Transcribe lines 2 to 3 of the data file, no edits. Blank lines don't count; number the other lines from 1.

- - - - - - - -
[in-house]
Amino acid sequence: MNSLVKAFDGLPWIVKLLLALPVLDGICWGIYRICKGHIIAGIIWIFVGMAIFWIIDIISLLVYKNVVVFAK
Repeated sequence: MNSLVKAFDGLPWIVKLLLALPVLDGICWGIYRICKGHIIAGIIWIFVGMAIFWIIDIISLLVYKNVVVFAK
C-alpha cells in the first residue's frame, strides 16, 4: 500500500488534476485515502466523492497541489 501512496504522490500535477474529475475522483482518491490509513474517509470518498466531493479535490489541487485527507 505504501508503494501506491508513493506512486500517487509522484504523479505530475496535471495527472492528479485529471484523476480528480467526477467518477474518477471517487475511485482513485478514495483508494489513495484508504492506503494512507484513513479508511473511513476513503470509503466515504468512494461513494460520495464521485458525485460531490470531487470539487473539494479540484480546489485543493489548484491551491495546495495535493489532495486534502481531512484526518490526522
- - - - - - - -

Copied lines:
Amino acid sequence: MNSLVKAFDGLPWIVKLLLALPVLDGICWGIYRICKGHIIAGIIWIFVGMAIFWIIDIISLLVYKNVVVFAK
Repeated sequence: MNSLVKAFDGLPWIVKLLLALPVLDGICWGIYRICKGHIIAGIIWIFVGMAIFWIIDIISLLVYKNVVVFAK